The protests by public unions in Wisconsin and elsewhere against any reform of unsustainable benefits and bargaining practices has been likened by some to the death-struggle of a dying order: union membership in private-sector unions has been declining for decades; these days, the majority of union members are government employees. Their furious, unhinged, and thuggish assaults against any who would dare take away their “rights” are like the efforts of a buggy-whip manufacturer to stay in business after the coming of the automobile — a refusal to admit that times have changed, and they are now obsolete.
Bill Whittle looks at these public-union demonstrations and sees in them the visible sign of the end of progressivism, which arose as America adapted to the new industrial age of the later 19th century and fought against the corruption and the crony capitalism of the time. And, in the process, moved away from the vision our Founders had for this nation.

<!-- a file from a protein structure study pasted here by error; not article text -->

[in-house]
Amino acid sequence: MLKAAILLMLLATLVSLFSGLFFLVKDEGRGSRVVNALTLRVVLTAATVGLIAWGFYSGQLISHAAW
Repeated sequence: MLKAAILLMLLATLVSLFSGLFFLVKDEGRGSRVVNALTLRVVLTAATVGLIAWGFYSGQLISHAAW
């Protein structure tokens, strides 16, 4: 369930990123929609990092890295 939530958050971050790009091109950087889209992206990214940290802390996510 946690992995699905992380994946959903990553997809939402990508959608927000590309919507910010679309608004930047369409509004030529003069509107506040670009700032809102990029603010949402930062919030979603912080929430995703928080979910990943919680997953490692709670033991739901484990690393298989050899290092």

But now, as America transitions from the centralized, hierarchical industrial age to the decentralized, democratic digital age, Bill argues that the progressive vision –rule by boards of bureaucrats who know better than you how to run your life– is becoming an anachronism in what he calls the “third age of Man.” Indeed, they’ve turned into that which they fought against.
As always, agree or disagree, Bill provides much food for thought:
(Crossposted at Sister Toldjah)